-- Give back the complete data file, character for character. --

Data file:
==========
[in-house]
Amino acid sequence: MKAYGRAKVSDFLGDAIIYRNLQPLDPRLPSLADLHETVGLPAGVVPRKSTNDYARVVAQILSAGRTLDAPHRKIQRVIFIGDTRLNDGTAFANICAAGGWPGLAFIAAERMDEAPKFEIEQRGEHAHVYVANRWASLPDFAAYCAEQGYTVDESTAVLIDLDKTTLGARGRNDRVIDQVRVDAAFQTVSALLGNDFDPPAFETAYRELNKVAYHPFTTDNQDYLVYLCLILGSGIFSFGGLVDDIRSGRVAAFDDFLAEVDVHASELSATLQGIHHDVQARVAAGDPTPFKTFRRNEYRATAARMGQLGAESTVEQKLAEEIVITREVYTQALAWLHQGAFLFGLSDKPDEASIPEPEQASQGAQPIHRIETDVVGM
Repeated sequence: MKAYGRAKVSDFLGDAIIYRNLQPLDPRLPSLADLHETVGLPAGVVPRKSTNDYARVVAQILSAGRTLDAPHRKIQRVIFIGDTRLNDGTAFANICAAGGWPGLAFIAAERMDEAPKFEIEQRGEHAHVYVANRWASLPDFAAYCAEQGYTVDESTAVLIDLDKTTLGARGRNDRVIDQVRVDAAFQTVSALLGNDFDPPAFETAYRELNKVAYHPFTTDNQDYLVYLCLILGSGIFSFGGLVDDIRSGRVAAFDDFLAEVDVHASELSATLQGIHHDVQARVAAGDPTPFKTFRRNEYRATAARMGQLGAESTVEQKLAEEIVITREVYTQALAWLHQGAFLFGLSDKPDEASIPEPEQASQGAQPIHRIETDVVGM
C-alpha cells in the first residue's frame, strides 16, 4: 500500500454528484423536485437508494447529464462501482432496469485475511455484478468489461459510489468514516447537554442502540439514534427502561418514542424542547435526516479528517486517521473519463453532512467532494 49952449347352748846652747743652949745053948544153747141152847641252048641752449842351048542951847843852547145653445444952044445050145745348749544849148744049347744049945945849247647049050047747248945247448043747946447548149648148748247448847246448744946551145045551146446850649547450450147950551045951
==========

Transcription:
[in-house]
Amino acid sequence: MKAYGRAKVSDFLGDAIIYRNLQPLDPRLPSLADLHETVGLPAGVVPRKSTNDYARVVAQILSAGRTLDAPHRKIQRVIFIGDTRLNDGTAFANICAAGGWPGLAFIAAERMDEAPKFEIEQRGEHAHVYVANRWASLPDFAAYCAEQGYTVDESTAVLIDLDKTTLGARGRNDRVIDQVRVDAAFQTVSALLGNDFDPPAFETAYRELNKVAYHPFTTDNQDYLVYLCLILGSGIFSFGGLVDDIRSGRVAAFDDFLAEVDVHASELSATLQGIHHDVQARVAAGDPTPFKTFRRNEYRATAARMGQLGAESTVEQKLAEEIVITREVYTQALAWLHQGAFLFGLSDKPDEASIPEPEQASQGAQPIHRIETDVVGM
Repeated sequence: MKAYGRAKVSDFLGDAIIYRNLQPLDPRLPSLADLHETVGLPAGVVPRKSTNDYARVVAQILSAGRTLDAPHRKIQRVIFIGDTRLNDGTAFANICAAGGWPGLAFIAAERMDEAPKFEIEQRGEHAHVYVANRWASLPDFAAYCAEQGYTVDESTAVLIDLDKTTLGARGRNDRVIDQVRVDAAFQTVSALLGNDFDPPAFETAYRELNKVAYHPFTTDNQDYLVYLCLILGSGIFSFGGLVDDIRSGRVAAFDDFLAEVDVHASELSATLQGIHHDVQARVAAGDPTPFKTFRRNEYRATAARMGQLGAESTVEQKLAEEIVITREVYTQALAWLHQGAFLFGLSDKPDEASIPEPEQASQGAQPIHRIETDVVGM
C-alpha cells in the first residue's frame, strides 16, 4: 500500500454528484423536485437508494447529464462501482432496469485475511455484478468489461459510489468514516447537554442502540439514534427502561418514542424542547435526516479528517486517521473519463453532512467532494 49952449347352748846652747743652949745053948544153747141152847641252048641752449842351048542951847843852547145653445444952044445050145745348749544849148744049347744049945945849247647049050047747248945247448043747946447548149648148748247448847246448744946551145045551146446850649547450450147950551045951